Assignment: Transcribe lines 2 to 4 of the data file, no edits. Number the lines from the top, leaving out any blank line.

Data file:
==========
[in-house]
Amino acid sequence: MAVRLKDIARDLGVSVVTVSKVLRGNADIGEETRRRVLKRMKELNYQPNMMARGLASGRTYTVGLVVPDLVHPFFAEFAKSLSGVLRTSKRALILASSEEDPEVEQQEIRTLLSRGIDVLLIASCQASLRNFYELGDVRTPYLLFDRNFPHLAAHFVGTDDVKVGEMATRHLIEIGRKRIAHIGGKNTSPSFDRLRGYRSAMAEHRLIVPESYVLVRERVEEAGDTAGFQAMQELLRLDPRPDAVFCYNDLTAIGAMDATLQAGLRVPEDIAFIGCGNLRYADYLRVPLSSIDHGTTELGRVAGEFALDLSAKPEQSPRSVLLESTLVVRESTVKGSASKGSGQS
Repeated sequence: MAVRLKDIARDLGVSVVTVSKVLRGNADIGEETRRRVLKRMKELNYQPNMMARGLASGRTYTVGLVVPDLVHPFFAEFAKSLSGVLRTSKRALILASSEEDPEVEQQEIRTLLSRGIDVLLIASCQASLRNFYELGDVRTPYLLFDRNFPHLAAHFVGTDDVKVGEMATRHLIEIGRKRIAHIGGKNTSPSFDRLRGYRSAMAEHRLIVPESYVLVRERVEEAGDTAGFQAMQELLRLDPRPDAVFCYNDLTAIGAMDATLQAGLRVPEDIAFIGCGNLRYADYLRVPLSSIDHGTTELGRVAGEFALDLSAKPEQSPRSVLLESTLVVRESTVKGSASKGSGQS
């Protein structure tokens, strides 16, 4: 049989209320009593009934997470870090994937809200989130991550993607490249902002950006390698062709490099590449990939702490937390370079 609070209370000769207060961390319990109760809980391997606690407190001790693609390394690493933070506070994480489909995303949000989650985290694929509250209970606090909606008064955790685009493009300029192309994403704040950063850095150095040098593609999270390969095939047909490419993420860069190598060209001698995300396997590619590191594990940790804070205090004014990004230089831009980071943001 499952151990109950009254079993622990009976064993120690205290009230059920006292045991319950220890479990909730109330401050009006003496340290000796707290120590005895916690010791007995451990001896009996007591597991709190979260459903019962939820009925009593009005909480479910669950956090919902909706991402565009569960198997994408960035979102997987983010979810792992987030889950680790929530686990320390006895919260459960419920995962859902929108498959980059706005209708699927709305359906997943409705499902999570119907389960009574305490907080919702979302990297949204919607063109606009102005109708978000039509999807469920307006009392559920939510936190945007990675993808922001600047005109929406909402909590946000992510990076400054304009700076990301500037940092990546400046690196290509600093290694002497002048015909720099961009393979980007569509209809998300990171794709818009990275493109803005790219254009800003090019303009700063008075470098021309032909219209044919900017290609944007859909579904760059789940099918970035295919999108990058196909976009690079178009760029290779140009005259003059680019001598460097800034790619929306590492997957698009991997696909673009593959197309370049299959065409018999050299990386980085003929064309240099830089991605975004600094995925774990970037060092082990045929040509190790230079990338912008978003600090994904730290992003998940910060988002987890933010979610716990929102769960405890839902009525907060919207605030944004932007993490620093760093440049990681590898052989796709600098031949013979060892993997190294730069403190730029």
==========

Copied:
Amino acid sequence: MAVRLKDIARDLGVSVVTVSKVLRGNADIGEETRRRVLKRMKELNYQPNMMARGLASGRTYTVGLVVPDLVHPFFAEFAKSLSGVLRTSKRALILASSEEDPEVEQQEIRTLLSRGIDVLLIASCQASLRNFYELGDVRTPYLLFDRNFPHLAAHFVGTDDVKVGEMATRHLIEIGRKRIAHIGGKNTSPSFDRLRGYRSAMAEHRLIVPESYVLVRERVEEAGDTAGFQAMQELLRLDPRPDAVFCYNDLTAIGAMDATLQAGLRVPEDIAFIGCGNLRYADYLRVPLSSIDHGTTELGRVAGEFALDLSAKPEQSPRSVLLESTLVVRESTVKGSASKGSGQS
Repeated sequence: MAVRLKDIARDLGVSVVTVSKVLRGNADIGEETRRRVLKRMKELNYQPNMMARGLASGRTYTVGLVVPDLVHPFFAEFAKSLSGVLRTSKRALILASSEEDPEVEQQEIRTLLSRGIDVLLIASCQASLRNFYELGDVRTPYLLFDRNFPHLAAHFVGTDDVKVGEMATRHLIEIGRKRIAHIGGKNTSPSFDRLRGYRSAMAEHRLIVPESYVLVRERVEEAGDTAGFQAMQELLRLDPRPDAVFCYNDLTAIGAMDATLQAGLRVPEDIAFIGCGNLRYADYLRVPLSSIDHGTTELGRVAGEFALDLSAKPEQSPRSVLLESTLVVRESTVKGSASKGSGQS
């Protein structure tokens, strides 16, 4: 049989209320009593009934997470870090994937809200989130991550993607490249902002950006390698062709490099590449990939702490937390370079 609070209370000769207060961390319990109760809980391997606690407190001790693609390394690493933070506070994480489909995303949000989650985290694929509250209970606090909606008064955790685009493009300029192309994403704040950063850095150095040098593609999270390969095939047909490419993420860069190598060209001698995300396997590619590191594990940790804070205090004014990004230089831009980071943001 499952151990109950009254079993622990009976064993120690205290009230059920006292045991319950220890479990909730109330401050009006003496340290000796707290120590005895916690010791007995451990001896009996007591597991709190979260459903019962939820009925009593009005909480479910669950956090919902909706991402565009569960198997994408960035979102997987983010979810792992987030889950680790929530686990320390006895919260459960419920995962859902929108498959980059706005209708699927709305359906997943409705499902999570119907389960009574305490907080919702979302990297949204919607063109606009102005109708978000039509999807469920307006009392559920939510936190945007990675993808922001600047005109929406909402909590946000992510990076400054304009700076990301500037940092990546400046690196290509600093290694002497002048015909720099961009393979980007569509209809998300990171794709818009990275493109803005790219254009800003090019303009700063008075470098021309032909219209044919900017290609944007859909579904760059789940099918970035295919999108990058196909976009690079178009760029290779140009005259003059680019001598460097800034790619929306590492997957698009991997696909673009593959197309370049299959065409018999050299990386980085003929064309240099830089991605975004600094995925774990970037060092082990045929040509190790230079990338912008978003600090994904730290992003998940910060988002987890933010979610716990929102769960405890839902009525907060919207605030944004932007993490620093760093440049990681590898052989796709600098031949013979060892993997190294730069403190730029």